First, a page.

Thoughts on company perks
“Message of this post”: what company perks are important to you? What are not important? And why? + my answer to these questions.
And it’s popular for a reason:
Heck! Look at that (original tweet link here)! Ability to work remotely overthrows paid dinners! While it doesn’t require any financial investments from the company side (wait, or it does? Not sure, need to ask business owners!).
Ryan isn’t exactly a remote work evangelist, but the sample will not objectively reflect the “population” of knowledge workers: I think, a big share of Twitter (and Ryan’s Twitter) readers are, for example, (digital) entrepreneurs, indie makers, etc. But still — that vote distribution sends a message, eh?
So I thought a bit about my own “importance distribution” and got a very clear picture. But before I show the picture, I suggest you to think on the same question: what company perks are the most important for you? Say, top three?
Here are mine:
Explanation of my choices
I’d like to go into a bit more detail about these.
Interesting tech + challenging tasks
I will not describe it here, because somebody already did that for me. 🙂 Rondy Sousa published his notes on the book Effective Engineer by Edmond Lau on Github. Read the part called “Optimize for learning”. I totally share this point of view (and look into these notes from time to time, when making important lifestyle decisions).
The mission: bring value to the world, make people happier
This one is intuitive, I think. One of my employers posted an app in Google Play naming it “Free %service%”, while there’s no way to use it normally without paying, and it continuously suggests to upgrade (so actually it’s more like using an ads board with a little bit of %service%). That’s business, it’s okay, that’s how I made some of my first money, so I’m kinda grateful for help… but…
I think, you see, what I mean here.
There are companies, which provide helpful services, such as Doist, Trello, Github, Automattic… see something common to these?
This brings us to the next value:
Ability to go remote
I’m not a big fan of misunderstandings. And of communication overhead too. And of making simple things more complex (esp. without need).
We’re in 2018! People know a lot about their own biology, psychology, in particular, how the brain works and what legacy we have from our ancestors. So we’re, I think, able to control it. And be disciplined at work, no matter where it happens, in the office or on the beach. Paradoxically, I’d prefer the office. But I need an option to choose! If I want to go remote for some time, I don’t want to part ways with the company and throw away all the time and money invested in my learning (of the company specifics)… I want to just go for some time and get back.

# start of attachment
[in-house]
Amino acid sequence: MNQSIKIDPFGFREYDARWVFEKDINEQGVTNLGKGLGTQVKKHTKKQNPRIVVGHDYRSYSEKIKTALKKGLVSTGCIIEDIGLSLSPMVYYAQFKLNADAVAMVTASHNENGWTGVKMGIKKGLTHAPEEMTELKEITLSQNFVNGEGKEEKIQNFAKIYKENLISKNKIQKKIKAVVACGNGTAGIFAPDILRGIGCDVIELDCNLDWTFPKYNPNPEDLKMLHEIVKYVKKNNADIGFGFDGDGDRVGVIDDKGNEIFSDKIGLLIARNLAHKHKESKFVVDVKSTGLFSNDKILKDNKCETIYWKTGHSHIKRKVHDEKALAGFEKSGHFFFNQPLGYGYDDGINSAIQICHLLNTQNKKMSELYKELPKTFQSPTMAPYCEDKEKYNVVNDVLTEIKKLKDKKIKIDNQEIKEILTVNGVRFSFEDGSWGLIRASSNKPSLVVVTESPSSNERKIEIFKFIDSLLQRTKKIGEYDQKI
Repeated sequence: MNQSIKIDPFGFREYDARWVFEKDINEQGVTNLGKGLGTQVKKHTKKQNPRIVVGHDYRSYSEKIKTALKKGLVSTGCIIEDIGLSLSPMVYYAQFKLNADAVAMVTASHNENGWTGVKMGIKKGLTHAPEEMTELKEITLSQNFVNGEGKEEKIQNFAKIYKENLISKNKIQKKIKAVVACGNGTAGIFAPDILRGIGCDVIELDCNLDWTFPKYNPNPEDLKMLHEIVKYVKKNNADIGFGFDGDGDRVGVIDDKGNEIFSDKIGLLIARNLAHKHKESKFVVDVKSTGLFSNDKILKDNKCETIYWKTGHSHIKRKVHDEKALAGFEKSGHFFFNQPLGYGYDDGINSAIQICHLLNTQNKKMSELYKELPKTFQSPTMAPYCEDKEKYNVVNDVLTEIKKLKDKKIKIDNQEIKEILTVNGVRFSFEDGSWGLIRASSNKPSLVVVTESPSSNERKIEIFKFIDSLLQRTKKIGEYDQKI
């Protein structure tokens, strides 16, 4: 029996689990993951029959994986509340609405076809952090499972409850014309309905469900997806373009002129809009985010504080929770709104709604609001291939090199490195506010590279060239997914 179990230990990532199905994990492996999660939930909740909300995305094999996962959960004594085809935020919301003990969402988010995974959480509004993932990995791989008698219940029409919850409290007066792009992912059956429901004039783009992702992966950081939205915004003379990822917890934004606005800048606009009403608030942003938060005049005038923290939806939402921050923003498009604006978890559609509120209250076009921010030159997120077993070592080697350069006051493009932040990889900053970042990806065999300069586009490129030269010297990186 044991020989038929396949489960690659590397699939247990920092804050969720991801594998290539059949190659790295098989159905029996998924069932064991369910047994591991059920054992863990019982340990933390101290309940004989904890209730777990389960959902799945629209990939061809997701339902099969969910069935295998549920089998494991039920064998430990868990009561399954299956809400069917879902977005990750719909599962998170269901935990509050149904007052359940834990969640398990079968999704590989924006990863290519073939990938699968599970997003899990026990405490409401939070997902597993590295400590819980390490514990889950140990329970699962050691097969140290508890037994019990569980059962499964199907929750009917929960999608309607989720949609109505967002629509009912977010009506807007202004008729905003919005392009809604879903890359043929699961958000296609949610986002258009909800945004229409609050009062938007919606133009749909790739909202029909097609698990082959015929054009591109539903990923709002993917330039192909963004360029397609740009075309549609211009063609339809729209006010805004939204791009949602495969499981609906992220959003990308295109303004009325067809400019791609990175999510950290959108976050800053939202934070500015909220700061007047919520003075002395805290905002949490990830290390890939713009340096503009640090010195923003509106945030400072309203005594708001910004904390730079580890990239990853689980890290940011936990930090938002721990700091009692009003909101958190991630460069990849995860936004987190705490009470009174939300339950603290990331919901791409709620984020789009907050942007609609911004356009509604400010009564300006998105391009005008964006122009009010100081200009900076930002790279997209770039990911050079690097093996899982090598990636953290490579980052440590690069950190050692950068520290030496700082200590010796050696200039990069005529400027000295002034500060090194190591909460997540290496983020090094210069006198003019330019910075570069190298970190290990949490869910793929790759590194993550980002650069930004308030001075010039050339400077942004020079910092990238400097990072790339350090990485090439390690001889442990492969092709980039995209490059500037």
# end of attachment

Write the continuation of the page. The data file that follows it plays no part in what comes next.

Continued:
That, they say, is what vacations are for. But I like slow travel. Not “jump across the city you’ve visited like a crazy rabbit, trying to visit everything in a week” style, but rather “go and enjoy some beautiful (and new!) landscapes after work every day” style, slow, thoughtful. And I don’t see, why I need to retire and/or create a successful startup to be able to do this.
(Sadly this won’t be much requested, because it’s applicable only to people not having any children (esp. children, going to school). Most likely I fall into a known issue here, trying to suggest for everyone what very few people actually need.)
There’s another interesting question regarding this: company needs to trust its employee to allow going remote. How do I (as an employee) build this sort of trust? Esp. — how do the distributed companies (all-remote) build that trust with people they’ve just hired? 🙂 I’m going to research this, as it’s really interesting.
That’s all — or?
That’s probably all I have to say. Note, that I’m looking purely from an employee point of view, a bit selfish 🙂 But I guess this is 100%-honest-private-person-view, absolutely clear from any kind of corporate influence, hahahaha!
Thanks for reading, hope you’ve enjoyed that (and figured out something new for yourself).